Thousands of eager aviation fanatics were treated to an airshow extravaganza at Waterkloof Air Force base outside Pretoria over the weekend.
Because of the COVID-19 pandemic, aircraft enthusiasts were able to attend a major airshow for the first time in almost three years. The two-day event marked the end of the biennial Africa Aerospace and Defence (AAD) which combines a trade exhibition and an air show.
The highlight of the show was the mini-war which had the crowds pressing against the barriers to catch a glimpse of the action.
The scenario included the dropping of paratroopers, airstrikes and the insertion of special forces amid spectacular pyrotechnics. Spectators were able to see a range of South African Air Force (SAAF)aircraft – such as the C-130 transport, the Oryx helicopter, the Hawk trainer and the locally produced Rooivalk attack helicopter – in operation.
The always-popular SAAF aerobatic display team, the Silver Falcons, achieved another milestone in their long and illustrious history.
Veteran airshow commentator, Brian Emmenis, pointed out that for the first time in the team’s history, all the members of team 84 have surnames beginning with the letter ‘M’.
The team was formed in 1953 and was known as the ‘Bumbling Bees’.
The Falcons also provided a farewell salute to Safair’s iconic and long-serving Hercules L-100 transport aircraft. This aircraft has provided humanitarian support during various United Nations and International Committee of the Red Cross operations.
Emmenis said this could well be the last time it would fly in South Africa as it had been sold to a US company.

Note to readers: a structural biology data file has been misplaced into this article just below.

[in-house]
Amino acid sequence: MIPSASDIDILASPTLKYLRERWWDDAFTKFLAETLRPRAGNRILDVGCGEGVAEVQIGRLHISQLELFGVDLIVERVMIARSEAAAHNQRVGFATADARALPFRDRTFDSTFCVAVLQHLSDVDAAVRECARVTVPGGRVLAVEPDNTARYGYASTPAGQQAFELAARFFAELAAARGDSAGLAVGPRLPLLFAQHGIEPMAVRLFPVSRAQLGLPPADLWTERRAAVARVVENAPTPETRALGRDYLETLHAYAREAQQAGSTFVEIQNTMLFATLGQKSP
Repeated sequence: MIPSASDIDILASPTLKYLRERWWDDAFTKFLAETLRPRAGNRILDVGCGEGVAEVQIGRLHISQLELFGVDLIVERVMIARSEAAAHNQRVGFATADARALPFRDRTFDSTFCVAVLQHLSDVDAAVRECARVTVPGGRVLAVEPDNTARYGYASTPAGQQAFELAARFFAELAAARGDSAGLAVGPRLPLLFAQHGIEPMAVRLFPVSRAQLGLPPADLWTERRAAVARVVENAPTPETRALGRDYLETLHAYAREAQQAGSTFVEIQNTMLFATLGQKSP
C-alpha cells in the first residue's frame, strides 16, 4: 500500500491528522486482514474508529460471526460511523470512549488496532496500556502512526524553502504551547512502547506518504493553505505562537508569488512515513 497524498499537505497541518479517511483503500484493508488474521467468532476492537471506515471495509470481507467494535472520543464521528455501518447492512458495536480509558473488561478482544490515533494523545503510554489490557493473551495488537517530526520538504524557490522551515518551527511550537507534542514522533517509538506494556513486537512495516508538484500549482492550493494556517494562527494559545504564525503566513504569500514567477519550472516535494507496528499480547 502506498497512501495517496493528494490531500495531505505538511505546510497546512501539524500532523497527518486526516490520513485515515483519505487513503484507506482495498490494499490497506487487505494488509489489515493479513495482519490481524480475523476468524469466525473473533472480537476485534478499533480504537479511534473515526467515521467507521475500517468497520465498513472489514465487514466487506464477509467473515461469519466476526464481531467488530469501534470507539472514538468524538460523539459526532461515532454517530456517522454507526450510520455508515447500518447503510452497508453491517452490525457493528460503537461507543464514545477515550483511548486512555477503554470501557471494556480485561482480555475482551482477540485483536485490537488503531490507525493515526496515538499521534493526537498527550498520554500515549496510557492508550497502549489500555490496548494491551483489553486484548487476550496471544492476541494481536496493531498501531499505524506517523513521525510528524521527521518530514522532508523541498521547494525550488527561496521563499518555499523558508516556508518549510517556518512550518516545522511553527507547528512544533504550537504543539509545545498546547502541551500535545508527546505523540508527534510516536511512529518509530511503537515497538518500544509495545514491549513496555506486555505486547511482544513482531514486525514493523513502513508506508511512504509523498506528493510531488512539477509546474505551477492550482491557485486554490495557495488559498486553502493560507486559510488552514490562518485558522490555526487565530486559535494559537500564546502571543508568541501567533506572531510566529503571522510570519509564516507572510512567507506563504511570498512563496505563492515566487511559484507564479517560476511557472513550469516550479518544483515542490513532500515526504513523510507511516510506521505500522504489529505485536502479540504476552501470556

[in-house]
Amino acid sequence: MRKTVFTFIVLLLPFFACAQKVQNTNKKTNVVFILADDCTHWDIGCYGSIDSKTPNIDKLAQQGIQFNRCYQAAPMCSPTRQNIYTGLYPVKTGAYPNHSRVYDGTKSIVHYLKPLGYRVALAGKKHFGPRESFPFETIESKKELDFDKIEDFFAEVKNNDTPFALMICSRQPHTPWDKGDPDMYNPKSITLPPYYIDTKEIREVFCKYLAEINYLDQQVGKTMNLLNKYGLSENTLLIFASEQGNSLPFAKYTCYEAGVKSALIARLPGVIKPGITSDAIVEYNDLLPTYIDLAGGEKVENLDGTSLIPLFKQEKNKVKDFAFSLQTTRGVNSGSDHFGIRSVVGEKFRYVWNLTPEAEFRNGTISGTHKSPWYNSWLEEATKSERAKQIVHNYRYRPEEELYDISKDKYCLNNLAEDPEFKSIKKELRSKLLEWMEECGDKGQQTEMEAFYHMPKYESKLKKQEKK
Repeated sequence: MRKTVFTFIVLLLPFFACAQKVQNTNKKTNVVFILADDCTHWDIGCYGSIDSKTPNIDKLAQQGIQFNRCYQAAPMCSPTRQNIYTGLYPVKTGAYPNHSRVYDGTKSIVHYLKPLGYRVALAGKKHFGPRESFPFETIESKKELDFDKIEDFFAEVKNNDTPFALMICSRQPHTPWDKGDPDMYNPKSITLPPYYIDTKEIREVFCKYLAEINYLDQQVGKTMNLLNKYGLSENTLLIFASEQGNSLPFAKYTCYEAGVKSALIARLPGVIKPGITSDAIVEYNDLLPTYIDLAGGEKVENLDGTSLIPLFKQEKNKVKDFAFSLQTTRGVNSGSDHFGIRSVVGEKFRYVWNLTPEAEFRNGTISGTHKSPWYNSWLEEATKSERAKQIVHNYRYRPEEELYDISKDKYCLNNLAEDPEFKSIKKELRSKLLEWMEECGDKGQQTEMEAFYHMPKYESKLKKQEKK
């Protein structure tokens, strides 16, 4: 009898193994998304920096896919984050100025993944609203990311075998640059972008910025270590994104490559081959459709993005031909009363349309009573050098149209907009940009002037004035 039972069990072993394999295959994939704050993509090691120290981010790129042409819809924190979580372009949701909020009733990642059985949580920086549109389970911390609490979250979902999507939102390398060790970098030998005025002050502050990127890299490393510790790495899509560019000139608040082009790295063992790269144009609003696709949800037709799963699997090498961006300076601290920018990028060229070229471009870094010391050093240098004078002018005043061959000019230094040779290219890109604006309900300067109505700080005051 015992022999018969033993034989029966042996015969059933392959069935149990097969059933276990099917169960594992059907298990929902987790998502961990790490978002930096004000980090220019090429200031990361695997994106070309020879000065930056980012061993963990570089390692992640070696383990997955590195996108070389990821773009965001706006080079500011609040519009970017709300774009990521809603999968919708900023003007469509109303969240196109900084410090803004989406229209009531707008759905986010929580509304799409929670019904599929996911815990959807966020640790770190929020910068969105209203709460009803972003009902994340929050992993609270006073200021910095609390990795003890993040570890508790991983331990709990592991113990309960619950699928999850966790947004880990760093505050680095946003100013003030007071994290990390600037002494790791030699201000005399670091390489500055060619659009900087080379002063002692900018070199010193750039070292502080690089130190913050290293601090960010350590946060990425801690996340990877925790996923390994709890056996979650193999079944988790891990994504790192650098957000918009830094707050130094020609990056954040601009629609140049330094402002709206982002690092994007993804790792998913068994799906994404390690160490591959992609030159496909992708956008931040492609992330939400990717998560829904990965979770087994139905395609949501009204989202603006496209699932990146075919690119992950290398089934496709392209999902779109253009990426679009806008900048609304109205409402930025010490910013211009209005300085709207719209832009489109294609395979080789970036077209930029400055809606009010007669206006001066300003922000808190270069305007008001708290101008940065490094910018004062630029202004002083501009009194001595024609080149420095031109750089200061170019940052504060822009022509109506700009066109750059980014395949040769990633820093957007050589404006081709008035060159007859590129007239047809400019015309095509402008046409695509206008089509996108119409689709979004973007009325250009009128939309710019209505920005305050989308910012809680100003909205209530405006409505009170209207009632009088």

Another favourite that returned to the airshow programme was the Gripen fighter aircraft. This followed a recent announcement that South Africa has contracted Saab to provide three years of support to some of its fleet of Gripen combat aircraft. The 532-million-rand deal covers service, repairs, maintenance, and minor upgrades to the Gripen fleet.
The progamme also included an aerial ballet by the SAAF Museum’s helicopter flight, aerobatic performances by groups such as the Goodyear Eagles and the Flying Lions and a display by a K-8 light attack aircraft from the Zimbabwean Air Force.
SAAF Chief, Lieutenant General Wiseman Mbambo, summed up the weekend, saying South Africans had been waiting in anticipation since the last AAD airshow in 2018.
In the face of so much negativity, especially around jobs, the state of the economy and load shedding, he said there was a need to bring a ray of hope to the nation. Looking ahead, he also issued a challenge for the next show in 2024 to double the number of people attending.